Although the Act says that a request for leave must be in writing, the courts and the Employment Standards Tribunal have clearly stated that failure to do so does not take away the employee's right to leave under this Part. The Act is benefits-conferring legislation. One of the purposes of the Act set out in s. 2(f) is "to contribute in assisting employees to meet work and family obligations."
These decisions have clearly stated that it would be unjust to deny such a fundamental and important benefit such as parental leave to an employee because of a failure to fulfill the technical and formal requirement to put the request in writing.
Employees are encouraged to provide notice in writing to their employers in the interests of furthering open communication between employers and employees and promoting fair treatment of all parties.
Employers may ask for a medical practitioner’s or nurse practitioner’s certificate confirming the employee’s entitlement to the leave. In the case of a request for additional leave, the employer may ask for a certificate confirming the need for it. This 5-week additional consecutive leave is only available as an extension of parental leave.
The period of leave is determined by the employee, not the employer. If an employee meets the requirements set out in the Act, the employer must grant the leave on the dates requested.
A birth mother has a basic entitlement to 17 weeks of pregnancy leave under s.50(1). Depending on whether or not a birth mother takes pregnancy leave, parental leave is either for 35 or 37 weeks. The 52 week maximum reflects the situation where a birth mother takes the maximum “normal” pregnancy leave of 17 weeks and the maximum parental leave of 35 weeks. This 52-week leave can be extended for special circumstances as follows:
- additional 6 weeks under s.50(3) Pregnancy leave; and
- additional 5 weeks under s.51(2) Parental leave
Extending parental leave does not reduce entitlement to pregnancy leave and vice versa.
Parental leave ends at the expiry of the statutory entitlement or earlier if a child is no longer under the legal care of the parent on leave.
- A birth mother is on 35 consecutive weeks of unpaid parental leave. The child is placed for adoption. The parental leave ends upon the placement of the child for adoption as the birth mother is no longer caring for the child.
- A birth father is on 37 consecutive weeks of unpaid parental leave. The child dies. The parental leave ends upon the death of the child as the birth father is no longer caring for the child. The birth father is entitled to bereavement leave. Any other additional leave is at the employer's discretion.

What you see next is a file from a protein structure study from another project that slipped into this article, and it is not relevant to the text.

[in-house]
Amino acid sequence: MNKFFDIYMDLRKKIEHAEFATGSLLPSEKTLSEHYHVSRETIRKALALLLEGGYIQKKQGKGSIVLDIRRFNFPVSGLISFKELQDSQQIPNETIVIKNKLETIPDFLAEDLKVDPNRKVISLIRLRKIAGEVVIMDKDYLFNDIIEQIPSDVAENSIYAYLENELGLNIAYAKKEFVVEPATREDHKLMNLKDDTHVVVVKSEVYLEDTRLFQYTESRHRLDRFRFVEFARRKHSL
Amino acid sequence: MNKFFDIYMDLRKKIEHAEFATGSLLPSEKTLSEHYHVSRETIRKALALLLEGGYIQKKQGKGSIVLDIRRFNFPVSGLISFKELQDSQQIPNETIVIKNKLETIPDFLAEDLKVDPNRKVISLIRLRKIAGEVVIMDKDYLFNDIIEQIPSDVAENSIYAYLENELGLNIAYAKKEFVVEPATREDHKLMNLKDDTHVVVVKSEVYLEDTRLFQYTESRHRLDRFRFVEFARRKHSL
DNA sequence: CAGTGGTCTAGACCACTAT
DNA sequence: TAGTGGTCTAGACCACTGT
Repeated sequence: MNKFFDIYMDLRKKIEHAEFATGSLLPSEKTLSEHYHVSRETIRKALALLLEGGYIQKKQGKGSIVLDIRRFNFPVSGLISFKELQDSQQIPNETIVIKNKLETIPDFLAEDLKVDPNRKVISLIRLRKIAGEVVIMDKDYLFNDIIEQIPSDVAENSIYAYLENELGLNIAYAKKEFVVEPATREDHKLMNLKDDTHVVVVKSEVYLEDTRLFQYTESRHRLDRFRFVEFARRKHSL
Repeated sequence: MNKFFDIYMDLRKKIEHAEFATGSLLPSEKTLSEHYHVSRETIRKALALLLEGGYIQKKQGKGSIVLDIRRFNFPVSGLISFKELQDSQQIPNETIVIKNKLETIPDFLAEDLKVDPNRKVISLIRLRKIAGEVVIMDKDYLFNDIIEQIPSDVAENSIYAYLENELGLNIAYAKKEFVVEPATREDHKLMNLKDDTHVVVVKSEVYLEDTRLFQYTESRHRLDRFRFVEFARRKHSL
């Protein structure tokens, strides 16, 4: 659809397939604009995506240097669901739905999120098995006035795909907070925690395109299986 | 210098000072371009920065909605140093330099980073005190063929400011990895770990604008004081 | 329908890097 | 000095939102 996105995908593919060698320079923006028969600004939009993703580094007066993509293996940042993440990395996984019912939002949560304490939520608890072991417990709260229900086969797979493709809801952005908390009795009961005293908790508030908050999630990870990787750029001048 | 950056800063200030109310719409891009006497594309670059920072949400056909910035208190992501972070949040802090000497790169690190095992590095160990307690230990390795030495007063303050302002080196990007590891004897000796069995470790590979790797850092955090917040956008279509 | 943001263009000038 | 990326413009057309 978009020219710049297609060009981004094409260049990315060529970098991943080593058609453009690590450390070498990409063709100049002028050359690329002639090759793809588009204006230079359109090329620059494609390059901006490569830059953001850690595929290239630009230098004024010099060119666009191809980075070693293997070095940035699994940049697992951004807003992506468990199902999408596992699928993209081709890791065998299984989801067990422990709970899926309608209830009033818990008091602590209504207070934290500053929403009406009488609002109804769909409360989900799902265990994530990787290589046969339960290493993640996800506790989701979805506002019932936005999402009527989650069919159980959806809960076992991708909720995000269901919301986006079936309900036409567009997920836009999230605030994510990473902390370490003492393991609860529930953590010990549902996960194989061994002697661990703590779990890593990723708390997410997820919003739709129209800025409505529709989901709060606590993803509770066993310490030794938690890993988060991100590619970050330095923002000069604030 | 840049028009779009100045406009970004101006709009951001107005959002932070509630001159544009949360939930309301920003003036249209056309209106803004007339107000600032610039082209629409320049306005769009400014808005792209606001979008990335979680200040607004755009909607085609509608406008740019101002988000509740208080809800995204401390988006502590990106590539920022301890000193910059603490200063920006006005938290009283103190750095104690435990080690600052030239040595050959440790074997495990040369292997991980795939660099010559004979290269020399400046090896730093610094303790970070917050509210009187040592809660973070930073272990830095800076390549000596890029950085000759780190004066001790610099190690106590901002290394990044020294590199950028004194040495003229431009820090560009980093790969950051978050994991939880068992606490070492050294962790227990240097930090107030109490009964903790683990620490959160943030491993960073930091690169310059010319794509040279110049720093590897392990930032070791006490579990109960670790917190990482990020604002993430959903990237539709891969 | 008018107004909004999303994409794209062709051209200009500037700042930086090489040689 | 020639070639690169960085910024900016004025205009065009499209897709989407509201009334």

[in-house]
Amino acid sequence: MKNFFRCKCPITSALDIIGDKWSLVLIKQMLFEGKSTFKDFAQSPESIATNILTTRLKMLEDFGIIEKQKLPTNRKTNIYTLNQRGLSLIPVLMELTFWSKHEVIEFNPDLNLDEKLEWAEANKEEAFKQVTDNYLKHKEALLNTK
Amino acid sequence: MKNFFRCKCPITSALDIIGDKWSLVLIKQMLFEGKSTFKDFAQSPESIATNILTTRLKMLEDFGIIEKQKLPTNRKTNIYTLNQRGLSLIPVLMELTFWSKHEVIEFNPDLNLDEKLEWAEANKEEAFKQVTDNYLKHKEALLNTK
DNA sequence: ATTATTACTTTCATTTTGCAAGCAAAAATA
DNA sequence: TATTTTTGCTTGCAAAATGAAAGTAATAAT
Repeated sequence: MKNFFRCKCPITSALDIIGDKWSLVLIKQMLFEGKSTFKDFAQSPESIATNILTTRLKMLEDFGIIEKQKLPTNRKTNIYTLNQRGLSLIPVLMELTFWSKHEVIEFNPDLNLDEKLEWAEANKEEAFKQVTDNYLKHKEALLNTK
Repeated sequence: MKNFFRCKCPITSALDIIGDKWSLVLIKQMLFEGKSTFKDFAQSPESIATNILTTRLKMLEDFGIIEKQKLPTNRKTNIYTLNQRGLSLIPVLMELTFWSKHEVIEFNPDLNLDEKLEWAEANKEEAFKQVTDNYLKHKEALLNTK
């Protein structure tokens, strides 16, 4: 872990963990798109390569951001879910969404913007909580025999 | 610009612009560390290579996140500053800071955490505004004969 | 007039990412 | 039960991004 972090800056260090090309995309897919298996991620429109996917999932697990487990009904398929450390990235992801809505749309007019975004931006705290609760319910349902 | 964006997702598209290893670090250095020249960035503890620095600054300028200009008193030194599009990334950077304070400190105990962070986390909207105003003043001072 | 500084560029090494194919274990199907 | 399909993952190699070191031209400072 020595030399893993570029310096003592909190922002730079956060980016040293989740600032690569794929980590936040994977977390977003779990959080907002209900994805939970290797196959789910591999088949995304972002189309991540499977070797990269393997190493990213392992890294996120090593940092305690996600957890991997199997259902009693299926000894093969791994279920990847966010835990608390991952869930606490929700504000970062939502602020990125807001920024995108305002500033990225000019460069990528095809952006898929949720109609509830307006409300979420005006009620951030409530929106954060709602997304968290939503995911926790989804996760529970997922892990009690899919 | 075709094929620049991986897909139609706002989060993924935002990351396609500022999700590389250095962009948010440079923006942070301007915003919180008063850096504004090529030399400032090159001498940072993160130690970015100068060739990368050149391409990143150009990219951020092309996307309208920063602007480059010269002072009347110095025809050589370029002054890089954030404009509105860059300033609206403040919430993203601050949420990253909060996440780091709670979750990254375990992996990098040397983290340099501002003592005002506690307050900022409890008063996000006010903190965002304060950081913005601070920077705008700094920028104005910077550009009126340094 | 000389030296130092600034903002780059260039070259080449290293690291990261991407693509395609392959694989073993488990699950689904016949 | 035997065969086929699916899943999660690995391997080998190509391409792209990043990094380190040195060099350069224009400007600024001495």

Employees may not change the duration of parental leave without the employer's agreement once leave has commenced. The director has no authority to require an employer to return an employee to the job before the leave expires. Any such change must be by agreement with the employer.
Terms and conditions of employment protected
Section 54 provides that an employer cannot terminate an employee or change a condition of employment without the employee's written consent as a result of a leave under this Part. See also s.56 for an explanation of the effects of leave under this Part on employment and benefit payments. If the employer's business operations have been suspended or discontinued at the time the employee's leave ends, the employer must comply with s.54(2) when operations resume
In the event of a contravention under this Part of the Act, the director may order a remedy pursuant to Section 79(2). The determination will include an escalating monetary penalty, subject to s. 98.
Employees covered by a collective agreement
Under the provisions of s.3, parties to a collective agreement are prohibited from giving up the specific employment protection provided in Part 6. Employers, employees and unions may not negotiate terms and conditions that do not meet the standards set out in this Part of the Act, or Part 6 will be deemed to be incorporated into the collective agreement.
Under s.3(7) of the Act, where there is a collective agreement, the enforcement of matters relating to Part 6 is through the grievance procedure, not through the enforcement provisions of the Act.
Related sections of the Act or Regulation
- s.3, Scope of this Act
- s.50, Pregnancy Leave
- s.54, Duties of Employer
- s.56, Employment deemed continuous while employee on leave or jury duty
- s.57, Entitlement to annual vacation
- s.58, Vacation pay
- s.79, Determinations and consequences